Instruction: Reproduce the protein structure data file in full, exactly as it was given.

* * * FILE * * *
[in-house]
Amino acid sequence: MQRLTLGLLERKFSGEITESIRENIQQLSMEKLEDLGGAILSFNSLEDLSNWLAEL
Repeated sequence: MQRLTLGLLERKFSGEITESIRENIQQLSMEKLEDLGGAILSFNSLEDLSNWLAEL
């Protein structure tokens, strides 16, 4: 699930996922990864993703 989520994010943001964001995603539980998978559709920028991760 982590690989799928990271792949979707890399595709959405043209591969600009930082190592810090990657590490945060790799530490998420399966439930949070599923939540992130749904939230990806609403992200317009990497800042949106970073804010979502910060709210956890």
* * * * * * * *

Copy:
[in-house]
Amino acid sequence: MQRLTLGLLERKFSGEITESIRENIQQLSMEKLEDLGGAILSFNSLEDLSNWLAEL
Repeated sequence: MQRLTLGLLERKFSGEITESIRENIQQLSMEKLEDLGGAILSFNSLEDLSNWLAEL
């Protein structure tokens, strides 16, 4: 699930996922990864993703 989520994010943001964001995603539980998978559709920028991760 982590690989799928990271792949979707890399595709959405043209591969600009930082190592810090990657590490945060790799530490998420399966439930949070599923939540992130749904939230990806609403992200317009990497800042949106970073804010979502910060709210956890």